Constance Adams (1964-2018) was an architect who worked extensively in space programmes.
She contributed to the design of the cabin for the International Space Station,
and was considered a foremost expert in spaceport planning.
She studied sociology at Harvard, followed
by architecture at Yale. Since the late 1990s, she worked for Lockheed Martin
Space Operations at NASA. In 2005, she was named an Emerging Explorer by National
Weaver (b. 1964) is an astrophysics professor and astronomer.
She is an expert in x-ray astronomy and has worked for NASA’s Goddard Space
She obtained her PhD in astronomy in 1993
from the University of Maryland. After that, she was a research scientist at
Penn State and John Hopkins University. Her honours include the Presidential
Early Career Award and the NASA Peer Award.
Auñón-Chancellor (b. 1976)
is a NASA astronaut and engineer. She was a flight engineer on the
International Space Station for Expedition 56/57.
She started her
career at NASA as a flight surgeon, supporting medical operations for ISS
astronauts. She also has experience as an aquanaut. Her work and research have
been recognized with honours such as the William K. Douglas Award and the US
Air Force Flight Surgeons Julian Ward Award.
Rodón Naveira (b. 1963) is an environmental
scientist from Puerto Rico. She was the first Hispanic woman to serve as branch
chief for the National Exposure Research Laboratory, as well as deputy director
of its Environmental Sciences Division.
She has worked for NASA since 2000, becoming an
Earth Science Remote Sensing Scientist at the Dryden Flight Research Center.
She is currently the Senior Safety Technical Manager for the Office of Safety
and Mission Assurance at the DFRC.
Aprille Ericsson-Jackson (b. 1963) is an aerospace engineer working for
the NASA Goddard Space Flight Center. She was the first African-American woman
to obtain a PhD in Mechanical Engineering from Howard University, as well as a
PhD in Engineering from NASA GSFC.
She was an undergraduate in aeronautical engineering
at MIT, where she worked in the Applied Physics Laboratory. Her work at NASA helps
to manage spacecraft orientation during missions.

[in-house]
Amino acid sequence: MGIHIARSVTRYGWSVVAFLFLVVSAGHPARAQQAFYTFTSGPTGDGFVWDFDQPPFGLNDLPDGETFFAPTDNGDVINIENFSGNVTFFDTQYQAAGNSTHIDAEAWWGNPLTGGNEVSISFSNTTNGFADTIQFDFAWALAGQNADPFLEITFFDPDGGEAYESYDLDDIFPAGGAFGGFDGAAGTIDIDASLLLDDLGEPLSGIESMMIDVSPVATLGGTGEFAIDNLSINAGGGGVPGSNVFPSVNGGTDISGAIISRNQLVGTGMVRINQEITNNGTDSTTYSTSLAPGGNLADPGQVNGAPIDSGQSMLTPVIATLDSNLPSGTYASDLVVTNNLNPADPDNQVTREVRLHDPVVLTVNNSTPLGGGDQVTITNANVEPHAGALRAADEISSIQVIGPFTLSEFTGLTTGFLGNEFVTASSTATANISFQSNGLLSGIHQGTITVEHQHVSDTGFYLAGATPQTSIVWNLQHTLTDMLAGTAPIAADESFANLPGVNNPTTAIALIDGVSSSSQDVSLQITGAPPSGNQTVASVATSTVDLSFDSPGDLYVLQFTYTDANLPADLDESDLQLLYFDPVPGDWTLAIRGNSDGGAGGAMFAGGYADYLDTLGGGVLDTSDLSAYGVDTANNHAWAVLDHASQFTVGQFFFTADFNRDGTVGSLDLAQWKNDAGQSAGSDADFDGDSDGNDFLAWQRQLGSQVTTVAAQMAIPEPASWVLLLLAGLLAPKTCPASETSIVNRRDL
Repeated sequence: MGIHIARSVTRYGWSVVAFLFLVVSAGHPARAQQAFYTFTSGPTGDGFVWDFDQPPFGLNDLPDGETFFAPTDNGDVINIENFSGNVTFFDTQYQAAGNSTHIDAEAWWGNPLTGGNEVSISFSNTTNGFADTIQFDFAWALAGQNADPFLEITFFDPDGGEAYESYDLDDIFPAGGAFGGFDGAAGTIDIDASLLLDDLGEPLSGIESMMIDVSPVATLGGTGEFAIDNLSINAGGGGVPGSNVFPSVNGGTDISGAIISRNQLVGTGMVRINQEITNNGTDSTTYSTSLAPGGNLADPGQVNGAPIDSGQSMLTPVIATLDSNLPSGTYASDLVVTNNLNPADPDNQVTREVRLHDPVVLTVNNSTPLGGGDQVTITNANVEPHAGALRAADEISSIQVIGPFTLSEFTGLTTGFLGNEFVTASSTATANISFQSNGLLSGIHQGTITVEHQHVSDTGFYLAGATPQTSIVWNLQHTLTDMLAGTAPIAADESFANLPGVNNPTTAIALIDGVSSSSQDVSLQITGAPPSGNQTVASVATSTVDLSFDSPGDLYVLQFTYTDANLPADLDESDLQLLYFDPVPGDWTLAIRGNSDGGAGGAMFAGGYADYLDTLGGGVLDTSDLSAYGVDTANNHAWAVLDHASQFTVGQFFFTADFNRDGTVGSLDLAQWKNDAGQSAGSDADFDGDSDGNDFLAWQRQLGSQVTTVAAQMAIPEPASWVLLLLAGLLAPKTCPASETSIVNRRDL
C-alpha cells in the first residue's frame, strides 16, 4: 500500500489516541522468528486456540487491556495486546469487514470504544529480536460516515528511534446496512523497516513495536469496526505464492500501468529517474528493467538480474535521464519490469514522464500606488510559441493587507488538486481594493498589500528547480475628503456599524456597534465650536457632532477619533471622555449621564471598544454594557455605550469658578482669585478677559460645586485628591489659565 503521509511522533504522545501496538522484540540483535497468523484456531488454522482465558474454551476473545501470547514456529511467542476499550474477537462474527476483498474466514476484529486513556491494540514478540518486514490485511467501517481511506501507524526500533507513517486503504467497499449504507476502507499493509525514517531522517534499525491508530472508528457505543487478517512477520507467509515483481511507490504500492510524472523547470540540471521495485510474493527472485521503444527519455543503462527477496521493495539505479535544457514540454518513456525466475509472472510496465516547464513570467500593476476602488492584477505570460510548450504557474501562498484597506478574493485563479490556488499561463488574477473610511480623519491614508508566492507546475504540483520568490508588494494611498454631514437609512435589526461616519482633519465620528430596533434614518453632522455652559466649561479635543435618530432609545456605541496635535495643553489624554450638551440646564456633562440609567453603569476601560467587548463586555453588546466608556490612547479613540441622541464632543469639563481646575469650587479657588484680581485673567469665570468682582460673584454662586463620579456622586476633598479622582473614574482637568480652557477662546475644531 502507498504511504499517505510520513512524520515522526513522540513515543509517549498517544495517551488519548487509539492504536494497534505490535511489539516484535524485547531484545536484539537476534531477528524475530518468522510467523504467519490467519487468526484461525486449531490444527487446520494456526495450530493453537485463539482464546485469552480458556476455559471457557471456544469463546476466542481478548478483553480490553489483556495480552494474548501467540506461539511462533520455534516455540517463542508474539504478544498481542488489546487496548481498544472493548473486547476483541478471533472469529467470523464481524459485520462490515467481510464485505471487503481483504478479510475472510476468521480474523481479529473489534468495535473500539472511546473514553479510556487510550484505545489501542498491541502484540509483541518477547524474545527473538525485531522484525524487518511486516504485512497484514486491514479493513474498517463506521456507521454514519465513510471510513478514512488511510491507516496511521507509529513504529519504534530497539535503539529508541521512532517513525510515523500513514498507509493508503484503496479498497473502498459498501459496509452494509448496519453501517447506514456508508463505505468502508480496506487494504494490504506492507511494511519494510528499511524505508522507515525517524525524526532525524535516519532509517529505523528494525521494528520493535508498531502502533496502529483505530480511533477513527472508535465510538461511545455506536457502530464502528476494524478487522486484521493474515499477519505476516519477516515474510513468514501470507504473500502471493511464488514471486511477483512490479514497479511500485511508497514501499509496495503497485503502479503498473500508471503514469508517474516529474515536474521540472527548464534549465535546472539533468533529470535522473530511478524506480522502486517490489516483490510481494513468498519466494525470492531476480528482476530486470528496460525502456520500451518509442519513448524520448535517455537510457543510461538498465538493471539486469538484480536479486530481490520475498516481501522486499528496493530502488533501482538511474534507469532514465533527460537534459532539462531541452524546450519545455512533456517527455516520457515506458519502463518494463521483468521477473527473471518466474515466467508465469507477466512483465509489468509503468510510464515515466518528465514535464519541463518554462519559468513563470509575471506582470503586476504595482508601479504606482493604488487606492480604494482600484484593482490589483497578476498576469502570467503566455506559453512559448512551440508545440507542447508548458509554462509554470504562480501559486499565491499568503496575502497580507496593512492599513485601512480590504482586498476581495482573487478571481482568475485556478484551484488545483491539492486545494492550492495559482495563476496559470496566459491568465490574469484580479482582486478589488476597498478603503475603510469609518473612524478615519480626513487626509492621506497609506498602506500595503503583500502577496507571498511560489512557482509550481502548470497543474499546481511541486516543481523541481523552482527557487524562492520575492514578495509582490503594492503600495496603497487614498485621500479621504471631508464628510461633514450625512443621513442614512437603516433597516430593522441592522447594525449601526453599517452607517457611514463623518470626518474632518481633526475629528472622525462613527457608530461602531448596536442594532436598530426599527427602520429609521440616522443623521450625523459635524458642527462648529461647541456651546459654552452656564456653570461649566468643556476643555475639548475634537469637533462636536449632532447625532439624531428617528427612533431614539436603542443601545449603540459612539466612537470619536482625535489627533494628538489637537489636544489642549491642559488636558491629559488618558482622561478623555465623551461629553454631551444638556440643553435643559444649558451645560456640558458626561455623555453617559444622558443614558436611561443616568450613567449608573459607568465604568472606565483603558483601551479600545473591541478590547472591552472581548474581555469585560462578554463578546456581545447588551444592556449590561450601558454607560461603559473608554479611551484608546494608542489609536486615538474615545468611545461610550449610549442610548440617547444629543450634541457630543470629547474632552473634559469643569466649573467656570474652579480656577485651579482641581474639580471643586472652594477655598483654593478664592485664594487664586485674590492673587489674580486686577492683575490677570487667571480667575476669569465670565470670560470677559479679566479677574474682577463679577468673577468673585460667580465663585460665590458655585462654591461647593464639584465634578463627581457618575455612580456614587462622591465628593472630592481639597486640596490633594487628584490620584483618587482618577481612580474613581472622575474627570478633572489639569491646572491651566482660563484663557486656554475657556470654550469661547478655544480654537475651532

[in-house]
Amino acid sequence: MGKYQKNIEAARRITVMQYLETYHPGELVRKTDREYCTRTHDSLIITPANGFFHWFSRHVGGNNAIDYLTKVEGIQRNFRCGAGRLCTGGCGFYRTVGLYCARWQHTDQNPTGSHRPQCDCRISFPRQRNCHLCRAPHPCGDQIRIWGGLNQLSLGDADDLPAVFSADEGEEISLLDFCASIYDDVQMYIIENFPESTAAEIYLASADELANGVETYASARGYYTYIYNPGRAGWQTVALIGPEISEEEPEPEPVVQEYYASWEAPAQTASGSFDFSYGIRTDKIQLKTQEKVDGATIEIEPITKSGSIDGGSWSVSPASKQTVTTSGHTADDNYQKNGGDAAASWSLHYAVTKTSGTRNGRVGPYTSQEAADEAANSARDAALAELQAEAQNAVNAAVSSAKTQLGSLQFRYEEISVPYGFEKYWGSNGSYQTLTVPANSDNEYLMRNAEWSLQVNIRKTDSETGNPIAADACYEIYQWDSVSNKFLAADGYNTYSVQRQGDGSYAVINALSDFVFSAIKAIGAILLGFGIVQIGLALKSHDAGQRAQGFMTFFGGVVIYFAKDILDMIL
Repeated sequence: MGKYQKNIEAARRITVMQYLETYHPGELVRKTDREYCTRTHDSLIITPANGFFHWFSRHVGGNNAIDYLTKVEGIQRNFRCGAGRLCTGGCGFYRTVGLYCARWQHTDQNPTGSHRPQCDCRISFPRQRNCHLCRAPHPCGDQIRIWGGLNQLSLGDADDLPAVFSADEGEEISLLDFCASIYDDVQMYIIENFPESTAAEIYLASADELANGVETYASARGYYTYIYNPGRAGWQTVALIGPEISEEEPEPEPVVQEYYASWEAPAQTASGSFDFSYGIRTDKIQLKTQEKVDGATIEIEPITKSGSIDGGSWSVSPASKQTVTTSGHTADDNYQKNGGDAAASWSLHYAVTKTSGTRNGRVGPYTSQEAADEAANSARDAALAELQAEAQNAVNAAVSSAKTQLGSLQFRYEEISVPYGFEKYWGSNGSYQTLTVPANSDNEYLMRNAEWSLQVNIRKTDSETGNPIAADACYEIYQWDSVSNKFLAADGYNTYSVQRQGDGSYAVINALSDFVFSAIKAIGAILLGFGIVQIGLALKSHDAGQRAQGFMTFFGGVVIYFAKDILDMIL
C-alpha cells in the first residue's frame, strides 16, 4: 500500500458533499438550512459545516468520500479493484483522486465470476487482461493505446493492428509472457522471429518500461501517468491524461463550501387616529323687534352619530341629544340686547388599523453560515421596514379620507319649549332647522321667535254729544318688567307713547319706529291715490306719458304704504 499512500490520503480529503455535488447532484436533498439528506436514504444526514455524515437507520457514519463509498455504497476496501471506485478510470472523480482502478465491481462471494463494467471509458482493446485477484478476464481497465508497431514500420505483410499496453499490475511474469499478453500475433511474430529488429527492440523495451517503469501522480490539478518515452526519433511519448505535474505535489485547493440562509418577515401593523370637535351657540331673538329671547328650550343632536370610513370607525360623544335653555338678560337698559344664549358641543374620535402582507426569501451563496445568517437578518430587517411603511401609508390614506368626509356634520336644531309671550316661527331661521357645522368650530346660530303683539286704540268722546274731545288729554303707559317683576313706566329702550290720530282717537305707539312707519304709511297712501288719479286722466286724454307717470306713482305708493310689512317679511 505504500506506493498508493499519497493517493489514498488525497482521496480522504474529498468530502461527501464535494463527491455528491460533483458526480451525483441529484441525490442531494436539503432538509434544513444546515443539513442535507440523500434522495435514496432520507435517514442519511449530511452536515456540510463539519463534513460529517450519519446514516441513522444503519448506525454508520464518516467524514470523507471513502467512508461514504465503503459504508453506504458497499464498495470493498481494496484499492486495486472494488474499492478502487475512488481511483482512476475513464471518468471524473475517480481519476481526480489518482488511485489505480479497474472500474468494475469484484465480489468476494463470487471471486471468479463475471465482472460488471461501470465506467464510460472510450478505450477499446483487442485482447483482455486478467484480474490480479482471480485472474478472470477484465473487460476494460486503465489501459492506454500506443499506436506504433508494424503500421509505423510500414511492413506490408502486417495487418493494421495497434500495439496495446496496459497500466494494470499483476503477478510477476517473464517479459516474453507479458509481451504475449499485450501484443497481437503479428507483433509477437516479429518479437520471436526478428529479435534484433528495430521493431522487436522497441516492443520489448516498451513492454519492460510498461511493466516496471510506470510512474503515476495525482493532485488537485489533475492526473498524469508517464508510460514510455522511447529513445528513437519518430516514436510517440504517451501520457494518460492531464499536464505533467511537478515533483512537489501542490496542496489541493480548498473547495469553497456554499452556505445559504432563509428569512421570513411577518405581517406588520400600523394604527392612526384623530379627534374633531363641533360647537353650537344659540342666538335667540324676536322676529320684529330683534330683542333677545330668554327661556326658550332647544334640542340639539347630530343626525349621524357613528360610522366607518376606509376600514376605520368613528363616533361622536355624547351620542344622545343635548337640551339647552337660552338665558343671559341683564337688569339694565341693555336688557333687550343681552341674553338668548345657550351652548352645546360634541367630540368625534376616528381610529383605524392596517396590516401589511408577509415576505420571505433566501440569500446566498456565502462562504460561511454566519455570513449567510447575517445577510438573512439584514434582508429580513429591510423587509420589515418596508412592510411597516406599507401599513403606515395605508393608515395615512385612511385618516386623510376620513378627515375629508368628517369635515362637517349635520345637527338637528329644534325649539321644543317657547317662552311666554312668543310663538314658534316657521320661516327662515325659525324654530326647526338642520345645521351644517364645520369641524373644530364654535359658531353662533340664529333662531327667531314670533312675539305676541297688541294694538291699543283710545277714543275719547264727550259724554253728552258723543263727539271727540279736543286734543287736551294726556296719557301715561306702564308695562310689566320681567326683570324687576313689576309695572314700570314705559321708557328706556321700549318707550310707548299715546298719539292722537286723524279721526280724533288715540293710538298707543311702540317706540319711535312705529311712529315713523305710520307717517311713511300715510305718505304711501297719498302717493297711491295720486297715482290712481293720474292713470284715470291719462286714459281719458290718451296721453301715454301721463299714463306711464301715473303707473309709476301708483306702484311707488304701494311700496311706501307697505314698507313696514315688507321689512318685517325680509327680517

Bonnie Dunbar (b. 1949) is a retired
NASA astronaut and a current professor of aerospace engineering at Texas A&M University. She is also the
Director of the Institute for Engineering Education and Innovation.
She became an astronaut in 1981 and logged
more than 1200 hours in space. She later served as the president and CEO of the
Museum of Flight, and was the head of the STEM Center at the University of Houston.
Margaret Rhea Seddon (b.
1947) is a former NASA astronaut and physician. She flew as mission specialist, and
later payload commander, on three Space Shuttle flights.
She has a
Doctorate in Medicine from the University of Tennessee. Her NASA career began
in 1979, where she worked in a variety of fields, from organising medical
experiments to technical assistance. After retiring from NASA, she became the
assistant Chief Medical Officer of the Vanderbilt Medical Group.
Janice Voss (1956-2012) was a NASA astronaut and engineer. She
jointly held the record for most space flights by an American woman, with five
over seven years.
She flew as a
mission specialist on space shuttles Endeavour, Columbia and Discovery. She
worked for Orbital Sciences Corporation, as well as Science Director at NASA’s Kepler Space Observatory.
A once-“hidden figure” from NASA’s history is being celebrated by one of the most well-known toy lines in the world.
NASA mathematician Katherine Johnson, whose real-life experience as an African American “human computer” was depicted in the 2016 movie “Hidden Figures,“ is among the first three historical figures to be honored in Barbie’s “Inspiring Women” doll series.
Susan Helms (b. 1958) is a former NASA astronaut and
lieutenant general in the US Air Force. She was a crew member on five Space
Shuttle Missions and spent five months on the ISS.
After graduating from the Air Force Academy, she
worked as an engineer for the Armament Laboratory. She holds the record for the
longest spacewalk, with 8 hours and 56 minutes.